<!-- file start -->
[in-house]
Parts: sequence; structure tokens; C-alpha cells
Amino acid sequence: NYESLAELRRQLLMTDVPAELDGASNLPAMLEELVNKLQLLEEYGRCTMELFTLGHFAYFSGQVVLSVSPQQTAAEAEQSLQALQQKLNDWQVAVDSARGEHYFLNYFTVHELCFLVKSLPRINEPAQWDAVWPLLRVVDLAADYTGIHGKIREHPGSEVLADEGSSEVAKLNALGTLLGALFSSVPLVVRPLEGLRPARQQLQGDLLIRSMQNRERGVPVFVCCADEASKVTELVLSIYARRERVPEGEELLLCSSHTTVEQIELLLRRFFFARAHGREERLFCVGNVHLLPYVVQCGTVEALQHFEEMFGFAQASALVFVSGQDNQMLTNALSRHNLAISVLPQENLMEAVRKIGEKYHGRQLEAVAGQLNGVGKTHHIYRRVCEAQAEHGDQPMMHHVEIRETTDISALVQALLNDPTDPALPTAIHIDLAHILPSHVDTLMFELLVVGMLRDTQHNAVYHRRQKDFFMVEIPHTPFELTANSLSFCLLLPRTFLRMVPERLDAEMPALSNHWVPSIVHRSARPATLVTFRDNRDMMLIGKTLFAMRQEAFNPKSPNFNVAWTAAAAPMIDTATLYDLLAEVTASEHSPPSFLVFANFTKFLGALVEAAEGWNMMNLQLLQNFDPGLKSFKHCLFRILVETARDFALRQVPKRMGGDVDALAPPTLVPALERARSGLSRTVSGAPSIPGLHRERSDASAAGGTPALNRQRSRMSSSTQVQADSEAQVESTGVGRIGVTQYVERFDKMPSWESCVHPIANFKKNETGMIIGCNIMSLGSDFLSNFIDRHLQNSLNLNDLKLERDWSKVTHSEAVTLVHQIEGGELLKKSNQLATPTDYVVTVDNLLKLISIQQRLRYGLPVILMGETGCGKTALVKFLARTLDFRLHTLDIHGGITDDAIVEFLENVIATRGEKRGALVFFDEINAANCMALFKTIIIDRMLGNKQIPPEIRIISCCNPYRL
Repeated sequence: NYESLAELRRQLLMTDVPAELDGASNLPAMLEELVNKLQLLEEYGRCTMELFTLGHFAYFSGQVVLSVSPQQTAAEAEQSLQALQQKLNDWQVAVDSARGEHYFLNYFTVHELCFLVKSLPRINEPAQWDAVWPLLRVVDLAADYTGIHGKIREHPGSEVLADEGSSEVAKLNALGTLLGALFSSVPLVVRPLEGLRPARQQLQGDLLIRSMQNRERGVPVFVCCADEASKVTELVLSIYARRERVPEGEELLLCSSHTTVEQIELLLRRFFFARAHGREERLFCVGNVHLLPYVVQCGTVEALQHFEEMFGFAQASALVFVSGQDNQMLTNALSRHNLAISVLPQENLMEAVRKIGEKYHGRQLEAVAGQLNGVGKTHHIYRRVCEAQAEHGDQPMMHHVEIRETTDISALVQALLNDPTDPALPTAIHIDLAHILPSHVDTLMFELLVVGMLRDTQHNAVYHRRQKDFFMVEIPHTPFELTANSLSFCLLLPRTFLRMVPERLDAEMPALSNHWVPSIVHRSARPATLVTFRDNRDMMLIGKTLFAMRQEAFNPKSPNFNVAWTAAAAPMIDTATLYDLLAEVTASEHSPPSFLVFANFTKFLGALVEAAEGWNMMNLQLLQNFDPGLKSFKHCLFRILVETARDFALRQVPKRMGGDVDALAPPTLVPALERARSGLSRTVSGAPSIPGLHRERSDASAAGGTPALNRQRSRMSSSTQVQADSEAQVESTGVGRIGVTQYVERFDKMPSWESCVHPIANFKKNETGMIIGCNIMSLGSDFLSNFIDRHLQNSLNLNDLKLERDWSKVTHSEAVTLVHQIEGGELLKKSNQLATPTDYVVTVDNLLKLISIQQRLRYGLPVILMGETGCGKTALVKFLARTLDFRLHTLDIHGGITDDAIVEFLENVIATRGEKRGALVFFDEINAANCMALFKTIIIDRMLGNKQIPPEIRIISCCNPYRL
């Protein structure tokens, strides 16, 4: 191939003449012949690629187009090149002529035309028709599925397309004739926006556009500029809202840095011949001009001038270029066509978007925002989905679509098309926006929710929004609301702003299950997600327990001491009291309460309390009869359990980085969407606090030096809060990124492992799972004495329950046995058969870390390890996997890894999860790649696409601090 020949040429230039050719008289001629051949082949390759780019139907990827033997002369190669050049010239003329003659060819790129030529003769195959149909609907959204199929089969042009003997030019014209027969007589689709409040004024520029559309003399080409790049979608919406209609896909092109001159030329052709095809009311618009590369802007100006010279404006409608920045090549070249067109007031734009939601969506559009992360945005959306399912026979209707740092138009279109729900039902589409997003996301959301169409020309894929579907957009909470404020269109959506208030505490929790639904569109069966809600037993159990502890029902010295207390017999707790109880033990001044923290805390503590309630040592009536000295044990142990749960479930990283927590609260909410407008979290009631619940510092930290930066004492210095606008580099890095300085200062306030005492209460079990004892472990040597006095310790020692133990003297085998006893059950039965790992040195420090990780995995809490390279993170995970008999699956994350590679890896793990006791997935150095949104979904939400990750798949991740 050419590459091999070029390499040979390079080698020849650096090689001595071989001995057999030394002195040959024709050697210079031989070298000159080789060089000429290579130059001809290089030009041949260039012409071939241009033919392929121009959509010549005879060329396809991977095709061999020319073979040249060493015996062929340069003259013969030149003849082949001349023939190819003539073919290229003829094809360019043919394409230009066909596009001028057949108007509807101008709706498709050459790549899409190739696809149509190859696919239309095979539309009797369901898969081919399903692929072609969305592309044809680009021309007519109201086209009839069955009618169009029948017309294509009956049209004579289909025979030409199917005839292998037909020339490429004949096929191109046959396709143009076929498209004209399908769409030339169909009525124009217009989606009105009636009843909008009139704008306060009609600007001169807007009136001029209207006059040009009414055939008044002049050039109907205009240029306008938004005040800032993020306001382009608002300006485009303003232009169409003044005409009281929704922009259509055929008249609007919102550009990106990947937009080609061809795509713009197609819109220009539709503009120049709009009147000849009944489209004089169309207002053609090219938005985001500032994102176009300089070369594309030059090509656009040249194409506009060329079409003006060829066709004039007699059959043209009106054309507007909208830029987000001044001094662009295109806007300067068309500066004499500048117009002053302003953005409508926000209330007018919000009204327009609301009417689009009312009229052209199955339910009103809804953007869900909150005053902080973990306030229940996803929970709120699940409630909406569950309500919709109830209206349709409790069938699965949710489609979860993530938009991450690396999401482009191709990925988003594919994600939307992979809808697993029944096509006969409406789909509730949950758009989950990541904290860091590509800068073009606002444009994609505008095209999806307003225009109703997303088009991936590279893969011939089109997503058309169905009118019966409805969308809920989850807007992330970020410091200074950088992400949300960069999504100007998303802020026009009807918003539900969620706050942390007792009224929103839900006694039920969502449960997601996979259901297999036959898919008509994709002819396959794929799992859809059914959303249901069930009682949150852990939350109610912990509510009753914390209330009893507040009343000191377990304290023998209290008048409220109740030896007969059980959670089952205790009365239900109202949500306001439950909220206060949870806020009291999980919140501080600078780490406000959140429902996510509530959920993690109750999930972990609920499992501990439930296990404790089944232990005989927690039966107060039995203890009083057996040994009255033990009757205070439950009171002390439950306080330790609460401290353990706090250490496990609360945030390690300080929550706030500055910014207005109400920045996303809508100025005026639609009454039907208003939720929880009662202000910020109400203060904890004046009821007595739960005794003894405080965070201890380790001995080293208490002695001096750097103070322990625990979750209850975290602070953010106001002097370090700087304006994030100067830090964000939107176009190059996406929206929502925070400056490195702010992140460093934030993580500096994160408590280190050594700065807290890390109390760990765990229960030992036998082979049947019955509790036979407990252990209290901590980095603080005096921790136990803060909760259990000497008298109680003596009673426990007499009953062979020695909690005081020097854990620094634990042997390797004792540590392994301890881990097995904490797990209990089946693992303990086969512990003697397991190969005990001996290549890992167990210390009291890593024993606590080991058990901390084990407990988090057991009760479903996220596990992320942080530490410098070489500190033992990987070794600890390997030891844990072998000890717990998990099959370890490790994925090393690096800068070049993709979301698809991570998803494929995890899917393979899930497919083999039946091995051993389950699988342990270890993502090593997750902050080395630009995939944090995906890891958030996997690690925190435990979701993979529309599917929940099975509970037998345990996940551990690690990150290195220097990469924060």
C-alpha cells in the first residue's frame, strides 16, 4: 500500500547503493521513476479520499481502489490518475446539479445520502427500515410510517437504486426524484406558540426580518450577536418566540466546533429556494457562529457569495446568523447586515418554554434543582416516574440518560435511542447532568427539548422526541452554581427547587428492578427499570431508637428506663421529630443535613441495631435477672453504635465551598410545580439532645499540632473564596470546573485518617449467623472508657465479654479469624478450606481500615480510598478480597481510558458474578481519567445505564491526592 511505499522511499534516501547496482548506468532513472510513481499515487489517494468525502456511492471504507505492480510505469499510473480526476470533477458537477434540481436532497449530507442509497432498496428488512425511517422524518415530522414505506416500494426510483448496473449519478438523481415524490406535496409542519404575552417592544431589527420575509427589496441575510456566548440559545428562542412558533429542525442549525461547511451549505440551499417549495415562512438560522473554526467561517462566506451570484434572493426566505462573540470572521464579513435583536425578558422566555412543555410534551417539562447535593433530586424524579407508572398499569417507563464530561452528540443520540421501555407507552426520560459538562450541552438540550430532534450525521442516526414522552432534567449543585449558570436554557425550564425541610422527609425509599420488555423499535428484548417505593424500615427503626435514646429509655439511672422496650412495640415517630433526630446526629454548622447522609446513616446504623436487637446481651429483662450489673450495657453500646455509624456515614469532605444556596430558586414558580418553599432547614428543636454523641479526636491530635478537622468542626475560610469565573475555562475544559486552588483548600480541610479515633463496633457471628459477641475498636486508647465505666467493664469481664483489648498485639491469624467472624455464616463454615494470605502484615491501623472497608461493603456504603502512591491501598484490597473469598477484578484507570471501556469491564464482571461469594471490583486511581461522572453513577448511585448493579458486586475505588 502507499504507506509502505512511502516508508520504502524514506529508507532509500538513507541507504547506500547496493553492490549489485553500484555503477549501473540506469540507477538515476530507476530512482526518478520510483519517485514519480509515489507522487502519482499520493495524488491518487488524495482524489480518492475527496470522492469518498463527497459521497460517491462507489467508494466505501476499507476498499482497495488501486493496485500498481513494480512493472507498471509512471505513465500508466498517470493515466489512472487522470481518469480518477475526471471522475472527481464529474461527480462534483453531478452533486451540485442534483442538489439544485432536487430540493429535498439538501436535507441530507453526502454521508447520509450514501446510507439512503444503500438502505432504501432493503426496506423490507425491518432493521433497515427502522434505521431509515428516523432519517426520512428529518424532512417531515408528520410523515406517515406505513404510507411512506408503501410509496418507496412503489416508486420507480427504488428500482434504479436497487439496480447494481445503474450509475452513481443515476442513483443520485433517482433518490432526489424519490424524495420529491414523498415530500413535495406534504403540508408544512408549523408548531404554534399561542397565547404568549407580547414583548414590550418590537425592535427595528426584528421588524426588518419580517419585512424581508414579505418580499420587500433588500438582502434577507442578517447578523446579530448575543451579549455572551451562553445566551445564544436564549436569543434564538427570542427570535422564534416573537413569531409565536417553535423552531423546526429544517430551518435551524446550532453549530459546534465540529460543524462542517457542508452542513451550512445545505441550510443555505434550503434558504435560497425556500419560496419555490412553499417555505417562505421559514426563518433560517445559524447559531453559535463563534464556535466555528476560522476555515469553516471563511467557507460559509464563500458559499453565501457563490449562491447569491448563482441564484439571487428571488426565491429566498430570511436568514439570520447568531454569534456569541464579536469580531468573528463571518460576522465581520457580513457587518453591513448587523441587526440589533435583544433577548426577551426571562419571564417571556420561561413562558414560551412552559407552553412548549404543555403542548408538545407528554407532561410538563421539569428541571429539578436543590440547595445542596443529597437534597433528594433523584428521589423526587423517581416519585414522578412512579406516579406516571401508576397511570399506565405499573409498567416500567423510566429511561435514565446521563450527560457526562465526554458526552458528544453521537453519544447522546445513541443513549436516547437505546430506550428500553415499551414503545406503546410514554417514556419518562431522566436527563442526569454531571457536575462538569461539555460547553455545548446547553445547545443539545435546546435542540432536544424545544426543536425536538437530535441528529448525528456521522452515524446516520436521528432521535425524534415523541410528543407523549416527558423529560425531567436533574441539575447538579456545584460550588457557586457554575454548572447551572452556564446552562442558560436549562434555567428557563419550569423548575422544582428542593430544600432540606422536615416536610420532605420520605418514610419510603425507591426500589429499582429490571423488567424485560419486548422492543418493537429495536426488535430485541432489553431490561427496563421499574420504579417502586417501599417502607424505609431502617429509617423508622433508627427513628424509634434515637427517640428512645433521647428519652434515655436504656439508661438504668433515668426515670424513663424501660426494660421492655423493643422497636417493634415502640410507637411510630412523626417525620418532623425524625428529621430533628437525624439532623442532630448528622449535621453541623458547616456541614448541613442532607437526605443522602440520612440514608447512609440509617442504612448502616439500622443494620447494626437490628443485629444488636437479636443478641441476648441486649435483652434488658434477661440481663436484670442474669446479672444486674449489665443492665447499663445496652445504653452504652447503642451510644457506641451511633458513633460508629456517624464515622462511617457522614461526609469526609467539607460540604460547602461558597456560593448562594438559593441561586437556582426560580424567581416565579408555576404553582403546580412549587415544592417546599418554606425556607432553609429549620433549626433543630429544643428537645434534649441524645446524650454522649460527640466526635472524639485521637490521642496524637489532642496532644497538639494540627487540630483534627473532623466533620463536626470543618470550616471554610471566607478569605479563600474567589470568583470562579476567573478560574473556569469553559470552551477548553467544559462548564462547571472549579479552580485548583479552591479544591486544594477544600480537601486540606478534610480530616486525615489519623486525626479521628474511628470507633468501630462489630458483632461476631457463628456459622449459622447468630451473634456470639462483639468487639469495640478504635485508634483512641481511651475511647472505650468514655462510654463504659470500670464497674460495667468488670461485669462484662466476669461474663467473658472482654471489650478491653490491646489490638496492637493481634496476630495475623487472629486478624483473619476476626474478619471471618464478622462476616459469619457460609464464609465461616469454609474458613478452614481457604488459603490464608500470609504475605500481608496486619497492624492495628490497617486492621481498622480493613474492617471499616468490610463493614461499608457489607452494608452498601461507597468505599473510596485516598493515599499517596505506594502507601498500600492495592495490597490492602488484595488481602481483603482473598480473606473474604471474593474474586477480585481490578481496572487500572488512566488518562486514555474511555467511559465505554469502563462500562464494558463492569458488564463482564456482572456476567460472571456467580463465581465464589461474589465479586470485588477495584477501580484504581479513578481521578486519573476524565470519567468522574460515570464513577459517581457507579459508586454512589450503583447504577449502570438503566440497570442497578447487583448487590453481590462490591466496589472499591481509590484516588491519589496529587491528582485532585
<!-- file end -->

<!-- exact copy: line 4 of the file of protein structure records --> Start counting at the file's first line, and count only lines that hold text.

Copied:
Repeated sequence: NYESLAELRRQLLMTDVPAELDGASNLPAMLEELVNKLQLLEEYGRCTMELFTLGHFAYFSGQVVLSVSPQQTAAEAEQSLQALQQKLNDWQVAVDSARGEHYFLNYFTVHELCFLVKSLPRINEPAQWDAVWPLLRVVDLAADYTGIHGKIREHPGSEVLADEGSSEVAKLNALGTLLGALFSSVPLVVRPLEGLRPARQQLQGDLLIRSMQNRERGVPVFVCCADEASKVTELVLSIYARRERVPEGEELLLCSSHTTVEQIELLLRRFFFARAHGREERLFCVGNVHLLPYVVQCGTVEALQHFEEMFGFAQASALVFVSGQDNQMLTNALSRHNLAISVLPQENLMEAVRKIGEKYHGRQLEAVAGQLNGVGKTHHIYRRVCEAQAEHGDQPMMHHVEIRETTDISALVQALLNDPTDPALPTAIHIDLAHILPSHVDTLMFELLVVGMLRDTQHNAVYHRRQKDFFMVEIPHTPFELTANSLSFCLLLPRTFLRMVPERLDAEMPALSNHWVPSIVHRSARPATLVTFRDNRDMMLIGKTLFAMRQEAFNPKSPNFNVAWTAAAAPMIDTATLYDLLAEVTASEHSPPSFLVFANFTKFLGALVEAAEGWNMMNLQLLQNFDPGLKSFKHCLFRILVETARDFALRQVPKRMGGDVDALAPPTLVPALERARSGLSRTVSGAPSIPGLHRERSDASAAGGTPALNRQRSRMSSSTQVQADSEAQVESTGVGRIGVTQYVERFDKMPSWESCVHPIANFKKNETGMIIGCNIMSLGSDFLSNFIDRHLQNSLNLNDLKLERDWSKVTHSEAVTLVHQIEGGELLKKSNQLATPTDYVVTVDNLLKLISIQQRLRYGLPVILMGETGCGKTALVKFLARTLDFRLHTLDIHGGITDDAIVEFLENVIATRGEKRGALVFFDEINAANCMALFKTIIIDRMLGNKQIPPEIRIISCCNPYRL